Here is a list of the most famous of them all…
CentOS – The Community Enterprise Operating System
CentOS is a distribution based on source RPMs from Red Hat Enterprise Linux (RHEL), and strives to be 100% binary compatible with RHEL.
The Debian distribution and Debian Project are governed by a social contract that requires that OSes produced by Debian will be 100% “free,” as determined by the Debian Free Software Guidelines (DFSG).
Fedora, formerly known as Fedora Core, is a Linux distribution sponsored primarily by Red Hat, with significant community participation. The Fedora Linux distro produced by the Fedora Project was based on the original Red Hat Linux distribution and is made up entirely of free and open source software.
Fedora mirrors, BitTorrent
Note that the Fedora Project produces several “spins,” including live CDs, DVDs containing the full set of Fedora packages, and boot ISOs for Internet installations of Fedora. See the installation guide to figure out which version of Fedora is right for you.
Freespire is the community-oriented version of Linspire.
Gentoo is a source-based distribution, meaning all of its programs can be compiled from source code rather than installed as binary packages. That makes it highly configurable. Because the operating system and all of its applications can be compiled for the specific machine architecture it’s installed on, Gentoo can perform extremely well. Gentoo is available for at least eight 32- and 64-bit hardware platforms. The distribution is more complicated to install than many others, but an active user community can help those who wish to tackle it.
Gentoo uses a package system called Portage that resembles FreeBSD’s Ports. It lets you quickly install more than 10,000 pre-built applications.
Knoppix is one of the most popular live CD Linux distros.
Linspire is an Ubuntu-based distribution whose chief distiguishing feature is the ease of installing new software with its Click-N-Run (CNR) installation utility. While Linspire costs $50, its sibling Freespire is free.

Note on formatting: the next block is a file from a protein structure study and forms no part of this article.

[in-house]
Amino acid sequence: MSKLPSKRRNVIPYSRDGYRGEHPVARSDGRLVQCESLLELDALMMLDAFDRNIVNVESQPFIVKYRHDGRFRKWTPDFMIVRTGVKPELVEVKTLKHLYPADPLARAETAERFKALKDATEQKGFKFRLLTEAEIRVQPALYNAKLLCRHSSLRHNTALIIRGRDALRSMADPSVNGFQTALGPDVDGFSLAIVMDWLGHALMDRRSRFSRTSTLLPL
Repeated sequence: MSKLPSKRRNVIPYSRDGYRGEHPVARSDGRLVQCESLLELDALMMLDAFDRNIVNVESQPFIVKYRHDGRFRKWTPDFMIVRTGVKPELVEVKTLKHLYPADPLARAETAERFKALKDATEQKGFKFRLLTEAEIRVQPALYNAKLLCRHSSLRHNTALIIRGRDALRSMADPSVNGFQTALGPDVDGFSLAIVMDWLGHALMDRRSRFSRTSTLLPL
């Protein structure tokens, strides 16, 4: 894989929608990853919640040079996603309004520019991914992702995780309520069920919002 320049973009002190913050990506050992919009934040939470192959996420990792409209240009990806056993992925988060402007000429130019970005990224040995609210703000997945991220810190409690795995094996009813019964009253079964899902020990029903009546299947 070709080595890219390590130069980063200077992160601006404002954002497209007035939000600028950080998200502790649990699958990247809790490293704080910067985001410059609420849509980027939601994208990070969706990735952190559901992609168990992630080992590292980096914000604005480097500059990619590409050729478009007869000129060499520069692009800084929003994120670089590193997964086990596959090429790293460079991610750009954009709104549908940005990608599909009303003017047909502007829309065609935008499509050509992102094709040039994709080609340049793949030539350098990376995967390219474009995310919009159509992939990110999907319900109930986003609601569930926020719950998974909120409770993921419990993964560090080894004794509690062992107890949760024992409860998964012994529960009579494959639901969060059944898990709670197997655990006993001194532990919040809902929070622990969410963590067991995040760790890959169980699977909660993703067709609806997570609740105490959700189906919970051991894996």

Linux Mint is an Ubuntu-based distribution that comes in two main CD versions. The Light Edition avoids non-free patented software. The Full Edition includes proprietary plugins and codecs. Both use the GNOME desktop environment by default. You can also download a KDE Community Edition DVD or miniKDE Community Edition CD, or an XFCE Community Edition CD.
Mandriva Linux, formerly known as MandrakeLinux, is an RPM-based distro that was originally designed to be binary compatible with Red Hat Linux. Mandriva produces versions of its Linux distribution for consumer desktops, corporate servers, and for high performance clusters. Some, but not all, versions of Mandriva are free to download.
The openSUSE project is sponsored by Novell to create a base for the SUSE Linux distribution it sells and supports. The openSUSE distribution is worked on by Novell employees and community members, and is suitable for desktop and server use.
You can find openSUSE downloads at download.opensuse.org, but it may be a little confusing. The project offers multiple ISOs for CD installation, DVD installation, and network installation. You can also find BitTorrents for the various downloads, and a live DVD. If you’re not quite sure what you need, visit the download guide, which explains the release table, and what development versions may be available and how stable they’re likely to be.
PCLinuxOS is a popular Linux distribution distributed as a live CD that can be installed to your hard drive. Originally based on Mandriva, PCLinuxOS is now a solid distro in its own right that uses APT and Synaptic to manage packages, and some of the original Mandriva administration tools.
Puppy Linux was written from scratch with two goals in mind: speed and ease of use. At boot time the entire system loads into RAM and runs from there, which significantly boosts the system’s overall speed, and lets you run Puppy on a diskless workstation or thin client. It downloads in only 90MB, and can run as a live CD. It also comes with a remastering script for creating derivative distros, which other developers have used to build Puppy-based distros (called puplets), including NOP, GrafPup, and EduPup.
Sabayon Linux is based on Gentoo and supports both i386 and AMD64/EMT64 architectures. It comes in a 4.7GB live DVD release, a Professional version based on the stable branch of Portage, and a 700MB CD Mini version. While Sabayon contains proprietary drivers, free software fans can disable them at boot time.
Slackware Linux is the world’s oldest surviving Linux distribution.
Ubuntu is a popular community-developed Linux distribution for laptops and desktop machines, and is also gaining popularity on servers. Ubuntu is based on Debian GNU/Linux, and also serves as the foundation for several other Linux distributions in its own right.